From Eve to Evolution: Darwin, Science, and Women's Rights in Gilded Age America (Paperback)Kimberly A. Hamlin (author)
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Publisher: The University of Chicago Press
Number of pages: 248
Weight: 367 g
Dimensions: 229 x 152 x 18 mm
"Full of original insights into well-known figures in women's history--Charlotte Perkins Gilman, Margaret Sanger and Cady Stanton--even as it reintroduces long-forgotten contributors. . . . From Eve to Evolution is a contribution to both the history of American feminism and the history of women and science, as well as an excellent read."--Ellen Carol DuBois, University of California, Los Angeles "Times Higher Education "
"From Eve to Evolution offers a lucid account of Darwin's theories and their reception in America, focusing particularly on elements critical to women of the late nineteenth and early twentieth centuries--the conflict between work and motherhood, women's individuation, and sexual selection. The book restores figures, important in their own day but lost to historical consideration, such as Helen Hamilton Gardener and Eliza Burt Gamble, and presents lesser-known aspects of better-known figures, such as Antoinette Brown Blackwell. The work offers an important reminder of the role that science increasingly played in American culture and the baneful effects of the silencing of women's voices from scientific discussion and debate."--Helen Lefkowitz Horowitz, author of Wild Unrest
"From Eve to Evolution documents the ardent ways in which women's rights advocates articulated and advanced Charles Darwin's observations of female choice in the natural world as a counterargument to age-old biblical assertions about women's roles in society. Original and synthetic, Hamlin's analysis follows key activists--some radical and others well established in society--to demonstrate their careful attention to the science involved as they made their case. She provides a fresh intellectual history of late nineteenth-century feminism that will interest historians of science as well as those interested in women, gender, and science issues."--Sally Gregory Kohlstedt, editor of History of Women in the Sciences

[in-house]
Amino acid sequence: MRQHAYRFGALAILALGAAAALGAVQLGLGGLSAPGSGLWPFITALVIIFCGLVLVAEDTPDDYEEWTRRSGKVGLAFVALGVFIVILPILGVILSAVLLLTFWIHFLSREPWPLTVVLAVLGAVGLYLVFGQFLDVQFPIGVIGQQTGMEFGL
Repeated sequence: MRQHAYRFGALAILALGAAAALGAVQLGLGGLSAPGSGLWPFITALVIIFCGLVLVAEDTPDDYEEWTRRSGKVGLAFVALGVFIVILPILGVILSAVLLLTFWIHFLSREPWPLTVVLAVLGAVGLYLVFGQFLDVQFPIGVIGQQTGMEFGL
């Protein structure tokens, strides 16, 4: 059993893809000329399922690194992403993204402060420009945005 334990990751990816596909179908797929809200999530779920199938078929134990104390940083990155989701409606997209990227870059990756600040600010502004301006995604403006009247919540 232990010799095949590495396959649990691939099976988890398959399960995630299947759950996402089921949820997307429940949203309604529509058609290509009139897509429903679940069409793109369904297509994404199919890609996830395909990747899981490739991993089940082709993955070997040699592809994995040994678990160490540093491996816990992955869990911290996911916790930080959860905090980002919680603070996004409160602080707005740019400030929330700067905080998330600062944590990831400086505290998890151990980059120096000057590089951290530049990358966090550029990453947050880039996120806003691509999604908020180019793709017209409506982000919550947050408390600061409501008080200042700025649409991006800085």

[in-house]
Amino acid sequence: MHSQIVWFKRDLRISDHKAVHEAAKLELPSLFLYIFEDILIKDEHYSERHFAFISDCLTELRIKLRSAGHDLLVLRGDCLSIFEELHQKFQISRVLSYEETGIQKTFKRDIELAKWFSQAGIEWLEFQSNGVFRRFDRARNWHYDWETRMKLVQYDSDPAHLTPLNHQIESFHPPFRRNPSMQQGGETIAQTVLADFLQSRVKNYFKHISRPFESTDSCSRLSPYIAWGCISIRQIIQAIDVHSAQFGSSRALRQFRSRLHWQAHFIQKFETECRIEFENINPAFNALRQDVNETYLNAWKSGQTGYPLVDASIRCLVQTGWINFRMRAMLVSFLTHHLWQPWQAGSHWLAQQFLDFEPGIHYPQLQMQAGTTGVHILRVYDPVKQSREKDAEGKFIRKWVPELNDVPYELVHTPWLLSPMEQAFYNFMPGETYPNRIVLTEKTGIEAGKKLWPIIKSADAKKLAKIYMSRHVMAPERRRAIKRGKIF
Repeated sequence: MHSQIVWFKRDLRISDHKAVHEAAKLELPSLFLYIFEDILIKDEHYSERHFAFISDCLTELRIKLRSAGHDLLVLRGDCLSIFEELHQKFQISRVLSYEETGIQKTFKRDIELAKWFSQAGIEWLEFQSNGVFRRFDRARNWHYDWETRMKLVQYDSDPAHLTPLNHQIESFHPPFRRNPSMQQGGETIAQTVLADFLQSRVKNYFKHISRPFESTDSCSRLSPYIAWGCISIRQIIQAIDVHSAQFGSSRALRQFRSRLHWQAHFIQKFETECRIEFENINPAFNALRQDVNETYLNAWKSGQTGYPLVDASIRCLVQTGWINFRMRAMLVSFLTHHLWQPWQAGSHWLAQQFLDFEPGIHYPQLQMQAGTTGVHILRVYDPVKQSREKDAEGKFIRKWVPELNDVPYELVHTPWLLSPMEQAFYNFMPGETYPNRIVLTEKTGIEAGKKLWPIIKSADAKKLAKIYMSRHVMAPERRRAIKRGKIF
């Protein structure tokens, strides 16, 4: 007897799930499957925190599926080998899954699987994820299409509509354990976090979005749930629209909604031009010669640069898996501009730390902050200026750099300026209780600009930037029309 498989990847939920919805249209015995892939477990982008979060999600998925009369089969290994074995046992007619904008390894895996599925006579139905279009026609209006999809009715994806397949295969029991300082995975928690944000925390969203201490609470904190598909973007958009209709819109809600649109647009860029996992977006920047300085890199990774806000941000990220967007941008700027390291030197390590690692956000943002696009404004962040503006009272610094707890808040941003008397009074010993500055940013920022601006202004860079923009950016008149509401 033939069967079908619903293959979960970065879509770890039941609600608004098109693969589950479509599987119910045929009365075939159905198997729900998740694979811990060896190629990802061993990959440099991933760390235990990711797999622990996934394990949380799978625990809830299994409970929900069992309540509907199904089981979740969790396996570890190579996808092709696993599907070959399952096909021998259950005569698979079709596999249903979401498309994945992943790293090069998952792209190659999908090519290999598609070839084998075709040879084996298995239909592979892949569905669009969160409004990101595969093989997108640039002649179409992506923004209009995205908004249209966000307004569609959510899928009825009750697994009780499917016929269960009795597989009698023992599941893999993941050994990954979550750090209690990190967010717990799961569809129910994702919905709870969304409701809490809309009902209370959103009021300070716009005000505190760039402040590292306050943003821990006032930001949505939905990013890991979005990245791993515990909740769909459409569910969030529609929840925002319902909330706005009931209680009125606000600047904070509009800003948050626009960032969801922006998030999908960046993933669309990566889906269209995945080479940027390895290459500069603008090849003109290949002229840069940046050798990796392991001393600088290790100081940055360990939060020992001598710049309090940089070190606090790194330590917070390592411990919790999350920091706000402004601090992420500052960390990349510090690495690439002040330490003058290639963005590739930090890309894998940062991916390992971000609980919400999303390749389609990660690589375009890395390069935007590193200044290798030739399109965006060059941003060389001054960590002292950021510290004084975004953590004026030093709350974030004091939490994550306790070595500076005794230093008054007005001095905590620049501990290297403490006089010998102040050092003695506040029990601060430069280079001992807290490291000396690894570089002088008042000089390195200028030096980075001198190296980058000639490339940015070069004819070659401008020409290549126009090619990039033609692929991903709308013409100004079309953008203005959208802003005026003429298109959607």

"This engaging and persuasive discussion shows how American feminists influenced by The Descent of Man sought to reframe gender relations in Darwinian terms. Hamlin offers much-needed historical perspective on current debates over evolutionary concepts of human difference."--Rebecca Herzig, Bates College
"The title of this book, From Eve to Evolution, neatly summarizes Hamlin's narrative: how a relatively small but influential group of American feminists embraced the natural evolution of humans as a weapon to challenge the biblical--and notoriously patriarchal--account of God's creation of Adam and Eve in the Garden of Eden. The fact that historians have struggled for decades to identify women's voices in the debates over Darwinism, both pro and con, makes this volume especially valuable."--Ronald L. Numbers, University of Wisconsin-Madison
"It may come as a surprise to many that Darwinian theory was a potent resource for feminism in America in the last quarter of the nineteenth century. Hamlin traces the work of authors and activists Antoinette Blackwell, Elizabeth Stanton, Charlotte Gilman, Eliza Gamble, Helen Gardener and Margaret Sanger, all of whom drew inspiration from evolutionary writings in the watershed period before science became professionalized and 'masculinized'.... In this well-researched and clearly written study, Hamlin examines these varied contributions to a 'reform Darwinism' or 'Darwinian feminism', and the possibilities they helped to open for women and men to forge new identities and social relations."
--Archives of Natural History
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